Luckily for Chicagoans, this craft brewery seems to be everywhere in the windy city, but the best places to drink beers like Honker’s Ale and 312 are at the brewery’s two restaurants in the northside neighborhoods of Lincoln Park and Lakeview – the latter is a one-minute walk from Wrigley Field.

You can expect two things from Goose Island’s beers: variety and authenticity.

Brewmaster Greg Hall says that even though being authentic can make the brewing process more complicated and expensive, he will go that extra mile – for example, making sure Kolsch beers are made with the proper Kolsch yeast. As for variety, Goose Island introduces a new beer every single Thursday, so when you ask Goose Island employee, “What’s new?”, they will always have an answer.

Even more answers can be found on the astoundingly informative brewery tour.


1927 W. NORTH

Beer and pizza are nothing new, but this Wicker Park microbrew/pizzeria, co-owned by Cheap Trick axeman Rick Neilson, “takes each up a notch,” as employee Chance Stockman says, pushing folks far beyond the realms of pepperoni and Bud to the wild worlds of banana pepper-topped pizza and Moose Knuckle barley wine.

I ask assistant brewer Andy Coleman about my personal favorite – Cap’n Kickass – a “huge American IPA” that makes other amazing IPAs seem tame. With 17 medals at beer competitions – Piece has a hell of a resumé, but allow me to add this praise: If I were on death row, the beer and pizza at Piece would be my last meal.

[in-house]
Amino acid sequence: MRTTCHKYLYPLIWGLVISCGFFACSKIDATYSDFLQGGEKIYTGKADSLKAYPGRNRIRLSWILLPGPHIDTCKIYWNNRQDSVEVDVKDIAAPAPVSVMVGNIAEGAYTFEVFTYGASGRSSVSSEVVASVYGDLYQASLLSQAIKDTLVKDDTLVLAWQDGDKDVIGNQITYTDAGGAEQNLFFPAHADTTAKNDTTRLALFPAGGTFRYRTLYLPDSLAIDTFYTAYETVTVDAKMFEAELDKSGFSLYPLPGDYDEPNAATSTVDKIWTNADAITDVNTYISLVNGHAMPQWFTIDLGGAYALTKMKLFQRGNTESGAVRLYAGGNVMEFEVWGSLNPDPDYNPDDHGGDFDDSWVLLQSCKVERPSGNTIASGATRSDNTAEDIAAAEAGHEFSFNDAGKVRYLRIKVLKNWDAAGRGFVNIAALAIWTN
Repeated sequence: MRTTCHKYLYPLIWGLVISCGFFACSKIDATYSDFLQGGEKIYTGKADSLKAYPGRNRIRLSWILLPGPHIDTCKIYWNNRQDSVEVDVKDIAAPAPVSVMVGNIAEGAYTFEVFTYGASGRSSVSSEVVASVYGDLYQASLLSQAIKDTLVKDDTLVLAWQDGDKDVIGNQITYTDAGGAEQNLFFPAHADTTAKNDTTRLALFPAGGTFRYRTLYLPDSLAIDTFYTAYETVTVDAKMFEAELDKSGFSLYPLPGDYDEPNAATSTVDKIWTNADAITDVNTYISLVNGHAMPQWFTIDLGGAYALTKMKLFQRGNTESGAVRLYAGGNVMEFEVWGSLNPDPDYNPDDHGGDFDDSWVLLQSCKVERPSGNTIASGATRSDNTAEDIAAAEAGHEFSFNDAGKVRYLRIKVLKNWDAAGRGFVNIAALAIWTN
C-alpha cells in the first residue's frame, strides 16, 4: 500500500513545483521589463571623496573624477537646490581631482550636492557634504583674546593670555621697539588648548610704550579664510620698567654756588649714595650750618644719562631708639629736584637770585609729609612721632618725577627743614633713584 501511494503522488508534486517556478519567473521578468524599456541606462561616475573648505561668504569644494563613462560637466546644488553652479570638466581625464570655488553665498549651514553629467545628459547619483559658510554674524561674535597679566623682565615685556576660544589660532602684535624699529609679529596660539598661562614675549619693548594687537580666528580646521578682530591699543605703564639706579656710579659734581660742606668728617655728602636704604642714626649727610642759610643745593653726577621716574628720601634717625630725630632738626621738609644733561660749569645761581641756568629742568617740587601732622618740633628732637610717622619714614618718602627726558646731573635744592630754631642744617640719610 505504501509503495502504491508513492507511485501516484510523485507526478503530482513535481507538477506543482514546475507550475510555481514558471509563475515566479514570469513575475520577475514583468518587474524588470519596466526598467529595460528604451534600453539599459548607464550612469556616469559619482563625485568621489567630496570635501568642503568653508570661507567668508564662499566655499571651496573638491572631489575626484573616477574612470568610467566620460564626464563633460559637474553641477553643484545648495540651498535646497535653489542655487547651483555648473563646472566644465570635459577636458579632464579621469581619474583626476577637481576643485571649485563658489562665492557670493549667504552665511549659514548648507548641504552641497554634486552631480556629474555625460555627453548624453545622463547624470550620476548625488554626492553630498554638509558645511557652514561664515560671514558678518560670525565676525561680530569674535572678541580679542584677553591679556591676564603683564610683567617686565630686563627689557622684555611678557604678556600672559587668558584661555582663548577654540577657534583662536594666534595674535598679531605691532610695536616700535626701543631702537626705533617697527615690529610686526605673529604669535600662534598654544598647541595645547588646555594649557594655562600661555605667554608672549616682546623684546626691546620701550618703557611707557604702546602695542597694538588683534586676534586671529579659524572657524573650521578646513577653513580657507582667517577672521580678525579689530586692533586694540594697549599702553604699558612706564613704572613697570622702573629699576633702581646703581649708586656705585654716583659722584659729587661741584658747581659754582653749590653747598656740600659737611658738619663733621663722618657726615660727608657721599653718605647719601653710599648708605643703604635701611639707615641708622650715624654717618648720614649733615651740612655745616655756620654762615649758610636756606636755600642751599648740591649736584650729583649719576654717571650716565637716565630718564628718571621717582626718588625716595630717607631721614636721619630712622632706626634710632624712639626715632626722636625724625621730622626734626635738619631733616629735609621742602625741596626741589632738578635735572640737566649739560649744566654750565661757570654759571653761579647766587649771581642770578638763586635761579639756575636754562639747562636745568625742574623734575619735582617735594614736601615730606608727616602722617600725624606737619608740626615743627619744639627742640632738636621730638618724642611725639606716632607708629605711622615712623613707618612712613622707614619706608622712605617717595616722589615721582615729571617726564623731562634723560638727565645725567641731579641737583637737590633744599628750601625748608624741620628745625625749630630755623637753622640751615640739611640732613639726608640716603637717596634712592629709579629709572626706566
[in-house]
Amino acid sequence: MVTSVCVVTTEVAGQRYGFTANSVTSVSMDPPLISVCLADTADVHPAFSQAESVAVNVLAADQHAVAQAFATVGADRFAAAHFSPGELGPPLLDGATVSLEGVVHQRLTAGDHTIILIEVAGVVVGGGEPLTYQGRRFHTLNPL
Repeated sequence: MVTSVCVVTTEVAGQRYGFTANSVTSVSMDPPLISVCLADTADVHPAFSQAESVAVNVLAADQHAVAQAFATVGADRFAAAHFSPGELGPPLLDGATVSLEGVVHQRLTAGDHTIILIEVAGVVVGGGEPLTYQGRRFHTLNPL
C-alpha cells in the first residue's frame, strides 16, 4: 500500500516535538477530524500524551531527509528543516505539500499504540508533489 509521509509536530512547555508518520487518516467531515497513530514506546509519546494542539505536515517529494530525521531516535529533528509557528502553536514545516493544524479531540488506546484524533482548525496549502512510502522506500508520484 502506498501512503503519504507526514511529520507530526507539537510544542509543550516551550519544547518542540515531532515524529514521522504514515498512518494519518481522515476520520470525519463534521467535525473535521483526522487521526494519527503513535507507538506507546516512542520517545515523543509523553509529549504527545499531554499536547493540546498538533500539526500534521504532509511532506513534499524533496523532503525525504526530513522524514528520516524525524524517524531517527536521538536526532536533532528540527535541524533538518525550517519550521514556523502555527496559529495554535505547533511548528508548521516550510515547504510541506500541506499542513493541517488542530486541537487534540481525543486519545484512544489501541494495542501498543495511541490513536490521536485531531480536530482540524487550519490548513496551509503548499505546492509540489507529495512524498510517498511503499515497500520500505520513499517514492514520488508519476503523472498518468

Founded by Clark Fowler and Jason Burrell in January 2000, the accurately named Long Room has an origin that may rival Spiderman’s radioactive spider.

Bartenders Fowler and Burrell were writing a guide to Chicago’s best bars, a Zagut’s-type book that would tell everyone the best spots for a date, martini, pool game, etc. Through compiling Jason and Clark’s Night on Chicago, the two wondered why they were writing a book when they had just created a blueprint for the perfect bar.

The Long Room became the product of this “shared moment of clarity” in which they “set out to become a neighbourhood bar that happens to be a great beer bar, rather than a destination beer bar.” Mission accomplished, and unaccomplished, because it has become both. With no games, no pool table and no television, The Long Room is a haven for real human interaction, plus some tremendous beers that run the gambit of styles, such as Belgian Brasserie Ellezelloise Hercule Stout and Three Floyd’s Pride and Joy.



Dating from the 1930s, this notable Lakeview bar got even more notable when the Beer School Bar premiered in June 2008. Run by Phil Kuhl, this bar-within-thebar provides a “safe refuge” for those of us who prefer good beer to noisy mayhem, while allowing an already top-flight beer bar to get top-flightier and to sponsor beer events like the recent Sierra Nevada event that featured beers such as Chico IPA and Brown Saison. It held a party to correspond with Dark Lord Day – the beer holiday in Munster, Indiana, which is the only day Three Floyd’s Dark Lord Russian Imperial Stout is sold. American education gets a bad rap, but Sheffield’s emphasis on American beer and beer education can make even the cynic shout: “USA! USA!”